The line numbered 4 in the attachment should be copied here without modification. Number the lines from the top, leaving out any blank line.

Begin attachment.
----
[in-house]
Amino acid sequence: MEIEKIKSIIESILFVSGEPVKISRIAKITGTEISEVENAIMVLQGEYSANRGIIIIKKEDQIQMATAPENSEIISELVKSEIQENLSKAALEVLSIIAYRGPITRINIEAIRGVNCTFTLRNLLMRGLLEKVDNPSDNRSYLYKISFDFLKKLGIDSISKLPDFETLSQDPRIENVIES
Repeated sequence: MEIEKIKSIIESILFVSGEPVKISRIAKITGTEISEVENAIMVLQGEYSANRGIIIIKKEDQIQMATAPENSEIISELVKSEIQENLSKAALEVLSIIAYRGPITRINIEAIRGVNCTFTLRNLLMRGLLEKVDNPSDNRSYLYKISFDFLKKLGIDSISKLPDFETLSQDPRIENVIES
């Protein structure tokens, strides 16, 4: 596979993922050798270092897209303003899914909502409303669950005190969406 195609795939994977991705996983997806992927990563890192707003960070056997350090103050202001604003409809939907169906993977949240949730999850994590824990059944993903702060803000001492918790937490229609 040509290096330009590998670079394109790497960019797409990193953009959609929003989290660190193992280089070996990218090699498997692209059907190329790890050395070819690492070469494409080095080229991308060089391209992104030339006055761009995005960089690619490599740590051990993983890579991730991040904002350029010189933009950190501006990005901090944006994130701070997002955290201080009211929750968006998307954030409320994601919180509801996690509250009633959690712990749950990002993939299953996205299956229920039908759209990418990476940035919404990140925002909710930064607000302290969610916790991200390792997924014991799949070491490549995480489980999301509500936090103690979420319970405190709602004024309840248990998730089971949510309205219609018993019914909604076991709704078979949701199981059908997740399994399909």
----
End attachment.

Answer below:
């Protein structure tokens, strides 16, 4: 596979993922050798270092897209303003899914909502409303669950005190969406 195609795939994977991705996983997806992927990563890192707003960070056997350090103050202001604003409809939907169906993977949240949730999850994590824990059944993903702060803000001492918790937490229609 040509290096330009590998670079394109790497960019797409990193953009959609929003989290660190193992280089070996990218090699498997692209059907190329790890050395070819690492070469494409080095080229991308060089391209992104030339006055761009995005960089690619490599740590051990993983890579991730991040904002350029010189933009950190501006990005901090944006994130701070997002955290201080009211929750968006998307954030409320994601919180509801996690509250009633959690712990749950990002993939299953996205299956229920039908759209990418990476940035919404990140925002909710930064607000302290969610916790991200390792997924014991799949070491490549995480489980999301509500936090103690979420319970405190709602004024309840248990998730089971949510309205219609018993019914909604076991709704078979949701199981059908997740399994399909």